I don’t talk about mental health issues frequently (or … maybe not at all).  Attitude and mental soundness are important, but there are times that a person needs somebody to talk to / talk with.  That might be a counselor / social worker as in the case for tomorrow’s appointment. It might be a close friend (non-judgmental), minister, priest, rabbi or other.  I have a friend who is in spiritual direction and another who is a social worker / counselor. For this experience I wanted a new person. Counseling can help a person get back on track, to find hidden flaws and help correct them, and to ease the burden.  

In some respects my recent completion of a Stephen Ministry training course (and commissioning as a Stephen Minister) also fits the role of a counselor.  

It is intended to be a non-judgmental, but Christian ministry experience – one on one with the person.  Although I have not been assigned a person, I am eager (and somewhat scared) to start the process. I consider myself an encourager and motivator.  With the Stephen Ministry I can help a person by listening to them. I am not to solve their problems, but to discuss their problems.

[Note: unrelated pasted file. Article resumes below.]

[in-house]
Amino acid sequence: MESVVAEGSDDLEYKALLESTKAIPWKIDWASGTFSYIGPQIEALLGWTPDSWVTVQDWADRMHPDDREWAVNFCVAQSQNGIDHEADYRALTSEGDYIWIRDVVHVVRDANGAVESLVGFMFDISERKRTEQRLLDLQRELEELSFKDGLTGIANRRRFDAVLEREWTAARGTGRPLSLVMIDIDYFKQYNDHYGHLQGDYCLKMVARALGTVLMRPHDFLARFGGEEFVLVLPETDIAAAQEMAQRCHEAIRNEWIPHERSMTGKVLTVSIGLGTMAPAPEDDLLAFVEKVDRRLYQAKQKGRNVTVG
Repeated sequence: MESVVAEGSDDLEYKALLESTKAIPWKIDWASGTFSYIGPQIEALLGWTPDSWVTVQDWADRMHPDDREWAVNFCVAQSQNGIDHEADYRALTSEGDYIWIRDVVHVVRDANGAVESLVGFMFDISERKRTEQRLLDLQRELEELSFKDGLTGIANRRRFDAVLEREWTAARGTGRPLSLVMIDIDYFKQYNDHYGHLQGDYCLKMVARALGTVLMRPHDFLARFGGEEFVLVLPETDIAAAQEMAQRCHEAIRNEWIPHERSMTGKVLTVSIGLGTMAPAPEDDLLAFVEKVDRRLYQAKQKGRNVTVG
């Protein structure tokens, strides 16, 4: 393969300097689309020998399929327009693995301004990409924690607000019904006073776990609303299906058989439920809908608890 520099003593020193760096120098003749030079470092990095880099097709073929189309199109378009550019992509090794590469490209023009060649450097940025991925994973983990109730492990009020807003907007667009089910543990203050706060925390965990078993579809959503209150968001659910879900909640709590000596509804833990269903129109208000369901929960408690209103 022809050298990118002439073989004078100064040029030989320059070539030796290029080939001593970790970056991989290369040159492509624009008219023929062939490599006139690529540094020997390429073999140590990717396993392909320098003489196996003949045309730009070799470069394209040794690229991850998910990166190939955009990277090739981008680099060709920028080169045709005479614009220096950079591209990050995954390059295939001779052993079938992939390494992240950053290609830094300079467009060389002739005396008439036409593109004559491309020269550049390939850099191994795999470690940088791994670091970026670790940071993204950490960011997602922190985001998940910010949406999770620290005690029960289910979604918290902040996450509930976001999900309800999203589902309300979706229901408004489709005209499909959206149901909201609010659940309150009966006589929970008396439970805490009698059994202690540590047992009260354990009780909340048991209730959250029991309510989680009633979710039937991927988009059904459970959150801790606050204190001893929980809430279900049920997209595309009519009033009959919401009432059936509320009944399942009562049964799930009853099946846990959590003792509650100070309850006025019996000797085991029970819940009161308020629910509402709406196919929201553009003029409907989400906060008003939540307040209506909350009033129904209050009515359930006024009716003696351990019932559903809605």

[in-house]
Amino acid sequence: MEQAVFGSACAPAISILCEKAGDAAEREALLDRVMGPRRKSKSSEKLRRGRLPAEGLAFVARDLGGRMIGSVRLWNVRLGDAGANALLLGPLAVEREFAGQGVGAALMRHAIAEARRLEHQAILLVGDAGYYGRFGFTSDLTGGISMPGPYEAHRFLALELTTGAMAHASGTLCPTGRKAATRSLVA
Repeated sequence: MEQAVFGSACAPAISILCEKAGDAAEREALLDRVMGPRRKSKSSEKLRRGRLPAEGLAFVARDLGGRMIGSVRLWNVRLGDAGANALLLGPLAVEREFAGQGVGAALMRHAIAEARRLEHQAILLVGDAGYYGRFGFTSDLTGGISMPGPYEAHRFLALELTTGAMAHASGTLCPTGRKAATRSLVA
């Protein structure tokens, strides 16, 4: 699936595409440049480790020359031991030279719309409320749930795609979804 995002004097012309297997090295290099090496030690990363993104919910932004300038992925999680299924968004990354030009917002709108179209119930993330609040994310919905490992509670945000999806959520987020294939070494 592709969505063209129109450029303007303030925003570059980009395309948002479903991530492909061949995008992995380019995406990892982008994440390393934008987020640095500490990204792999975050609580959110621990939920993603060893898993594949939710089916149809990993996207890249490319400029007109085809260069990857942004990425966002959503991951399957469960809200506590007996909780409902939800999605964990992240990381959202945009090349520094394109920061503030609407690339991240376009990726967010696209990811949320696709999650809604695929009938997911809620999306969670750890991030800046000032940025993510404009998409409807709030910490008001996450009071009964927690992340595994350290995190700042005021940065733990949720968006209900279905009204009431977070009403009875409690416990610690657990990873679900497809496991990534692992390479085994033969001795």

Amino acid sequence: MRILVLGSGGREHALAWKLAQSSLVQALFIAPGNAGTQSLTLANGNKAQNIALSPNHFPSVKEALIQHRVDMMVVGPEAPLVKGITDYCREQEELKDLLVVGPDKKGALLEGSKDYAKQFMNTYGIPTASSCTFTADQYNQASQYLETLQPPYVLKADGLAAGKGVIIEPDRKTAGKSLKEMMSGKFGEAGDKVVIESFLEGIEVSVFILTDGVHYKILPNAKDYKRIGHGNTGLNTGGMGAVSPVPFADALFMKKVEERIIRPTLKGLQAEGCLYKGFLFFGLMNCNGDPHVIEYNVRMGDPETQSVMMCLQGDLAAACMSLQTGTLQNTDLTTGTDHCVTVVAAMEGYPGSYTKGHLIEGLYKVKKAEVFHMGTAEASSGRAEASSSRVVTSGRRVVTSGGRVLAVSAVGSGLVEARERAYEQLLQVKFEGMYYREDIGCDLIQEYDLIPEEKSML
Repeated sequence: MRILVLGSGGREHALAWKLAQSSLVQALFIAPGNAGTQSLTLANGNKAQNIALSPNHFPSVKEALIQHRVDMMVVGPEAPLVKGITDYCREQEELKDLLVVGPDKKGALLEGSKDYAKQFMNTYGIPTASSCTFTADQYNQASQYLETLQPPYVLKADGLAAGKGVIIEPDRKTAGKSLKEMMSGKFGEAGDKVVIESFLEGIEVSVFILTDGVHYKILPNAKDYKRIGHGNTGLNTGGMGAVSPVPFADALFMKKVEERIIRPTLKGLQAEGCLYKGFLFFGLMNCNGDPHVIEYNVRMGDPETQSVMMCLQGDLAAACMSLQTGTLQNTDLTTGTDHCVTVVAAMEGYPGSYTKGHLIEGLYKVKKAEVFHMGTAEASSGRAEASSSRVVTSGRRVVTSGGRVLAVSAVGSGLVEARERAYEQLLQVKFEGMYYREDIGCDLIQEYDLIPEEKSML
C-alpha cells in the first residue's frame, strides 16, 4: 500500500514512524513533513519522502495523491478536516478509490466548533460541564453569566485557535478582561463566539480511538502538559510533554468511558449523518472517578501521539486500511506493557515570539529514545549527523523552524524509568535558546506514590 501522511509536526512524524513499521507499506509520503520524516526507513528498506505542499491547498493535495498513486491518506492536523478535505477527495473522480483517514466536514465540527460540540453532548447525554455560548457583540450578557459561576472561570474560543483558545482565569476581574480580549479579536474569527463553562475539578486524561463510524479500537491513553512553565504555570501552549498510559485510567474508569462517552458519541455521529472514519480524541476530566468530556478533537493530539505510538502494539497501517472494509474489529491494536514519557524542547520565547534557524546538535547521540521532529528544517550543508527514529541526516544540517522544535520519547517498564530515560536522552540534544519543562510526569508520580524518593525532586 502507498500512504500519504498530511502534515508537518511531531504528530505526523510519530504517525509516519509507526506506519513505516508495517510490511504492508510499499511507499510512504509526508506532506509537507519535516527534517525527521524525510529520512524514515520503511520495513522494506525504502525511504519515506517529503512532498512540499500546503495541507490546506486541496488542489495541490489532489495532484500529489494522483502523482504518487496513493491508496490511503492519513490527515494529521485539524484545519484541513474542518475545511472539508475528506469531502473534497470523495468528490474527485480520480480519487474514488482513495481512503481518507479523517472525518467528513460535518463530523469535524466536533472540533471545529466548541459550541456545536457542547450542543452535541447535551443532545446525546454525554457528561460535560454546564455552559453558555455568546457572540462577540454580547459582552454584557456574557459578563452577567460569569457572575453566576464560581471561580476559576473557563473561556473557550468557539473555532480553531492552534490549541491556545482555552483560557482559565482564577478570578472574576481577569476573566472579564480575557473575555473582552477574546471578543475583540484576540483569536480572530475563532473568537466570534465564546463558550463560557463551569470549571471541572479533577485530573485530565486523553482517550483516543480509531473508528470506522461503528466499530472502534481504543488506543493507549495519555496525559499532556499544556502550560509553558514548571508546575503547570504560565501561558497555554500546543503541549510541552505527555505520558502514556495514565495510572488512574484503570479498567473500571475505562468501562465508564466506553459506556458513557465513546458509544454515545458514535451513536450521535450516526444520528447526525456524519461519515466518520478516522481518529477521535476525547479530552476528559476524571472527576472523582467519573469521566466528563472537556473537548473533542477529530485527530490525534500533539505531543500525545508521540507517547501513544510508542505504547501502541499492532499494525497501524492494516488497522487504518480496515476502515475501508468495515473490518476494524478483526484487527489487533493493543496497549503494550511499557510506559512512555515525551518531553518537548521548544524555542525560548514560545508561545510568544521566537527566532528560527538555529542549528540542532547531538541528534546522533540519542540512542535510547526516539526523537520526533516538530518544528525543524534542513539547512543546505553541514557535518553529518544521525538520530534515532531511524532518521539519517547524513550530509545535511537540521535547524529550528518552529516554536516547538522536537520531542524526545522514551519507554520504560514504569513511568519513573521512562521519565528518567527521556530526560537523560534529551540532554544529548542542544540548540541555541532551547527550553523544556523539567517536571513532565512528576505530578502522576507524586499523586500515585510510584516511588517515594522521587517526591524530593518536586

Maybe I need a Stephen Minister for my situation.  I hope to both benefit from my counseling session tomorrow and to be to apply the concepts in my own ministry!!

 

What do you think?  

Have a great day!!

Bruce

 

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Blog Post #309 Things beyond our control (maybe)

Blog Post #309 Things beyond our control (maybe)

Some time back, I was just listless – lacking energy, getting tired easy.  I was trying to get my exercise (generally walking in), but it was taking longer and not as much fun to do.  (I generally take my phone and audiobooks when I walk – and track my walk with “Map My Walk” app on my phone).  

My wife was talking to a friend who suggested “I bet he has vitamin D deficiency”.  I called my primary care physician and set up an appointment. She indicated that I should do a blood test before coming in.

The blood test showed I was deficient in Vitamin D.  I added that to my diet and got more energy. Vitamin D is sometimes called the ‘sunshine’ vitamin because sunlight does give vitamin D.  With my walking I was surprised to have the deficiency. But, with it still being spring, not much of my body was subject to sunlight, so maybe I just wasn’t getting enough.

SO – something beyond my control – that came into my control with the doctor’s assistance.

Plus, after my surgeries last year, I was depressed.  The doctor indicated that was generally normal (especially for men – with recent retirements – thinking that their lives were pretty much worthless).  She prescribed an extra dose of the depression medicine I had been on. That also was beyond my control – but with the doctor’s help came into my control.